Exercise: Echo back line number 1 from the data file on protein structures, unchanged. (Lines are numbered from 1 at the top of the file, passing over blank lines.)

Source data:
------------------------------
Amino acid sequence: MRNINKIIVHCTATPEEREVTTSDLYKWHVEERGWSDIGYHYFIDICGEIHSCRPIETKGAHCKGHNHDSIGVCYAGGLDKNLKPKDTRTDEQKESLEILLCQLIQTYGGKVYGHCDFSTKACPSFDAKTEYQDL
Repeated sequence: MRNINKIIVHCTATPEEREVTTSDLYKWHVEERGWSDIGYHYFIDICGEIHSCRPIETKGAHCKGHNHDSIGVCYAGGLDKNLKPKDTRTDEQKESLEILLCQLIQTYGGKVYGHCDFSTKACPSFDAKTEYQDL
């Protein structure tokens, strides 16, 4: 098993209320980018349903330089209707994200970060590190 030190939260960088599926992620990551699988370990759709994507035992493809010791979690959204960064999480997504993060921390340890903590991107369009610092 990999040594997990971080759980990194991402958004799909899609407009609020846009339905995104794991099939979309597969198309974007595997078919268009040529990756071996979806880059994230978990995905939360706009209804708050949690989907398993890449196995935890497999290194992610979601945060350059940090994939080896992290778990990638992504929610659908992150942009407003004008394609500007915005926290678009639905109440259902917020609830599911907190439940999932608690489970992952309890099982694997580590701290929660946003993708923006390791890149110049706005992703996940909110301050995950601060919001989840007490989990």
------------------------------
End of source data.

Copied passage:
Amino acid sequence: MRNINKIIVHCTATPEEREVTTSDLYKWHVEERGWSDIGYHYFIDICGEIHSCRPIETKGAHCKGHNHDSIGVCYAGGLDKNLKPKDTRTDEQKESLEILLCQLIQTYGGKVYGHCDFSTKACPSFDAKTEYQDL